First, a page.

Drew: How does he vote though? Does he still vote against her rights?

Keith: No, not at all. He’s gotten very involved with nonprofits to promote transgender rights. It’s really amazing, and he told me that she didn’t come out to him. Just to show you how conservative they were. He and his wife would monitor his kid’s emails and that’s how they discovered it.

Drew: Yikes.

Keith: But I thought to myself, if he can do it so can I. I mean, I’m a liberal Jewish guy. My whole thing is being open and accepting. Why not accept Drew? I love Drew. That’s what it came down to. It all came down to loving you.

It turned out a week or two later there was a conference at USC put on by PFLAG. I went by myself. I listened to a bunch of parents whose kids had come out as gay or transgender. There were people there whose children had come out six months, a year, two years ago, and they were still a mess. I didn’t understand that. But I actually met some really terrific people there. This one woman said, “Oh I know some people who live in the Valley who have a transgender daughter who came out a few years before, and they’re really nice people. You should meet them.” We did, and they’ve been incredibly supportive. They’re terrific people.

A few weeks later, I went to a meeting in Phoenix, and I was talking with one of my partners who lives in Las Vegas. He told me that the largest population of homeless youth in Vegas is made up of transgender kids, because their parents have disowned them. And I thought wow how could somebody do that? So that was my own transition.

Drew: It must be so different for parents who face judgment when they tell the people in their lives about their kid transitioning. I mean, the fact that you could call Harry is particularly special. I’d already come out to him and felt really safe with him. I felt like he might have an understanding of what I was going through. And talking to him was sort of a trial run for coming out to you and mom.

Keith: Well, he had experienced something similar 30 years before. I remember when Harry came out to me. We were at dinner, and I think he was really nervous about it. And I was like, “Why? You shouldn’t be nervous. I don’t care.”

Drew: I do know that some people in our family and in our community reacted less positively.

Keith: Oh, some people definitely reacted better than others. Absolutely.

Drew: And while that was happening, I was in New York forming a queer community. Obviously, I was also coming out to old friends and experiencing my own mixed reactions. I did lose some friendships. But I was able day-to-day to be surrounded by more people who understood.

People are often more sympathetic toward trans people’s families and friends and partners than the trans person themself. But I think it’s in a way that doesn’t actually understand the challenges for those people. Sure, there’s the challenge of accepting your kid, the surprise of it, having to educate yourself. But from talking to you and mom and also talking to my partner at the time, I think what ended up being the biggest challenge was you had to talk to people about something you didn’t fully understand yourselves. You had to face ignorance when you were still ignorant.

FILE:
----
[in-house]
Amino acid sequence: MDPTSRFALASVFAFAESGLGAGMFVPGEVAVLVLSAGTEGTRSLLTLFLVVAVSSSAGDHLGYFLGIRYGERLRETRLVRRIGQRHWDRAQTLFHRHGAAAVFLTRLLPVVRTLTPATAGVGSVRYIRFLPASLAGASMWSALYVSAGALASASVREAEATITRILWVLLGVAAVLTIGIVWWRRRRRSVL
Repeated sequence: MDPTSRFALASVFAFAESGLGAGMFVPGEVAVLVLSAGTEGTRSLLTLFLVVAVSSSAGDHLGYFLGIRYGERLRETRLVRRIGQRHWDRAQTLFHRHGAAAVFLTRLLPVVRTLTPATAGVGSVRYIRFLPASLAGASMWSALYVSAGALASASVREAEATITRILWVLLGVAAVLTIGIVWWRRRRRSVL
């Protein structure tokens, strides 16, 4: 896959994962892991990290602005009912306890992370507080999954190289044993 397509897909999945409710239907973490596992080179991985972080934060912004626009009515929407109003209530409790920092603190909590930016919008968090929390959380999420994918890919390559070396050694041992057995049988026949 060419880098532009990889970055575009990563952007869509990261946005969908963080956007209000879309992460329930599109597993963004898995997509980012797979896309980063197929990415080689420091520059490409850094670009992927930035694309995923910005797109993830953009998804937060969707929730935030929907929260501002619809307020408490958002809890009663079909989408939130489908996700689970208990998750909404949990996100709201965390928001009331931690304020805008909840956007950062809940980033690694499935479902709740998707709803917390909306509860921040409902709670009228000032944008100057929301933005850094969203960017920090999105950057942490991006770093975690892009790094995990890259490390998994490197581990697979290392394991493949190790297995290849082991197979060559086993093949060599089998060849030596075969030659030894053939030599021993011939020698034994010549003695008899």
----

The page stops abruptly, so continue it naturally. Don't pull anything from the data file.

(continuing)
Keith: I was completely ignorant. That’s why I went to that PFLAG meeting. And I read two books: Tomorrow Will Be Different by Sarah McBride and Transitions of the Heart, this series of essays written by mothers of transgender children. Some of those transgender children were in their fifties when they transitioned and others were five or six. And not all of the essays were positive. Some of the essays that were written were incredibly negative where the mothers would write about how they had no relationship with that child anymore. It provided me with a better understanding of what it means to be transgender and what it means for a parent to have a transgender child.

I love Drew. That’s what it came down to. It all came down to loving you.

Drew: What would you tell a parent of a trans kid?

Keith: To love them. Just love them as much as you did before they came out. They are so much more comfortable in their own skin. They are so much better off being able to be who they are. And I didn’t realize that, Drew, I didn’t really really realize that fully until you had moved back to LA. My office had an event, and I invited you to come. You didn’t know a soul. Before you had come out, you would’ve stayed in a corner, you would’ve not been as open to meeting people. During that event, there were times where I caught myself just watching you as you worked the room. You looked so comfortable, like you knew everyone there. It was really powerful for me to see that.